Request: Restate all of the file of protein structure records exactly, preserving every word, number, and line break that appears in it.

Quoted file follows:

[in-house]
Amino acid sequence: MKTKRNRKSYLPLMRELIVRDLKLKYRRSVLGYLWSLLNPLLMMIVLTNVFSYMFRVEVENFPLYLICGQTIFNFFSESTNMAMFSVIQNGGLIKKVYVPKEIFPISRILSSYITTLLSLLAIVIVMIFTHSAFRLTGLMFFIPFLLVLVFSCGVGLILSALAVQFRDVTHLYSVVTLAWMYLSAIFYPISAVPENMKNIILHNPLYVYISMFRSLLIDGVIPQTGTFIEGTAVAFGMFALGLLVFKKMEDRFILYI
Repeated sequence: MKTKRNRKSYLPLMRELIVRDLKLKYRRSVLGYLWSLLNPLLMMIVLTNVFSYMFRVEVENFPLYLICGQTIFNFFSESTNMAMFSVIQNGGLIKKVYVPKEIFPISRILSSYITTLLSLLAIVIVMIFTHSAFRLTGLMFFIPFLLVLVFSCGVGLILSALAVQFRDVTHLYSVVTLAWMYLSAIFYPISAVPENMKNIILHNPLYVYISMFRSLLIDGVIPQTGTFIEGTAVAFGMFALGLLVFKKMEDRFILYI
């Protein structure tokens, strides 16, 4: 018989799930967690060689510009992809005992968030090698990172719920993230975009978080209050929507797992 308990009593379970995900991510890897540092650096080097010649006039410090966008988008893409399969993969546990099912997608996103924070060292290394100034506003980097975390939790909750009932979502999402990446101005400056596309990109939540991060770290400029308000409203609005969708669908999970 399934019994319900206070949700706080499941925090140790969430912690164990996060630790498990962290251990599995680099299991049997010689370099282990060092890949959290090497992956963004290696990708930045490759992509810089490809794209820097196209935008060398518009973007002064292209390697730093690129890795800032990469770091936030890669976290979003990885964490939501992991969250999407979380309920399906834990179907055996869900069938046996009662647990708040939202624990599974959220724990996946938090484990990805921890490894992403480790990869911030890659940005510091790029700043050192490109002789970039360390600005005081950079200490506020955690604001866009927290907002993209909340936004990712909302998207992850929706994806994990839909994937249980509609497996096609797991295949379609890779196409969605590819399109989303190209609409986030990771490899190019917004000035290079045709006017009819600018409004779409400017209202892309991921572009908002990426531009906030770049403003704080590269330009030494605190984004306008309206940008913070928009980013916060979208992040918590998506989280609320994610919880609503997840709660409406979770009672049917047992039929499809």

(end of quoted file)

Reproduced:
[in-house]
Amino acid sequence: MKTKRNRKSYLPLMRELIVRDLKLKYRRSVLGYLWSLLNPLLMMIVLTNVFSYMFRVEVENFPLYLICGQTIFNFFSESTNMAMFSVIQNGGLIKKVYVPKEIFPISRILSSYITTLLSLLAIVIVMIFTHSAFRLTGLMFFIPFLLVLVFSCGVGLILSALAVQFRDVTHLYSVVTLAWMYLSAIFYPISAVPENMKNIILHNPLYVYISMFRSLLIDGVIPQTGTFIEGTAVAFGMFALGLLVFKKMEDRFILYI
Repeated sequence: MKTKRNRKSYLPLMRELIVRDLKLKYRRSVLGYLWSLLNPLLMMIVLTNVFSYMFRVEVENFPLYLICGQTIFNFFSESTNMAMFSVIQNGGLIKKVYVPKEIFPISRILSSYITTLLSLLAIVIVMIFTHSAFRLTGLMFFIPFLLVLVFSCGVGLILSALAVQFRDVTHLYSVVTLAWMYLSAIFYPISAVPENMKNIILHNPLYVYISMFRSLLIDGVIPQTGTFIEGTAVAFGMFALGLLVFKKMEDRFILYI
């Protein structure tokens, strides 16, 4: 018989799930967690060689510009992809005992968030090698990172719920993230975009978080209050929507797992 308990009593379970995900991510890897540092650096080097010649006039410090966008988008893409399969993969546990099912997608996103924070060292290394100034506003980097975390939790909750009932979502999402990446101005400056596309990109939540991060770290400029308000409203609005969708669908999970 399934019994319900206070949700706080499941925090140790969430912690164990996060630790498990962290251990599995680099299991049997010689370099282990060092890949959290090497992956963004290696990708930045490759992509810089490809794209820097196209935008060398518009973007002064292209390697730093690129890795800032990469770091936030890669976290979003990885964490939501992991969250999407979380309920399906834990179907055996869900069938046996009662647990708040939202624990599974959220724990996946938090484990990805921890490894992403480790990869911030890659940005510091790029700043050192490109002789970039360390600005005081950079200490506020955690604001866009927290907002993209909340936004990712909302998207992850929706994806994990839909994937249980509609497996096609797991295949379609890779196409969605590819399109989303190209609409986030990771490899190019917004000035290079045709006017009819600018409004779409400017209202892309991921572009908002990426531009906030770049403003704080590269330009030494605190984004306008309206940008913070928009980013916060979208992040918590998506989280609320994610919880609503997840709660409406979770009672049917047992039929499809």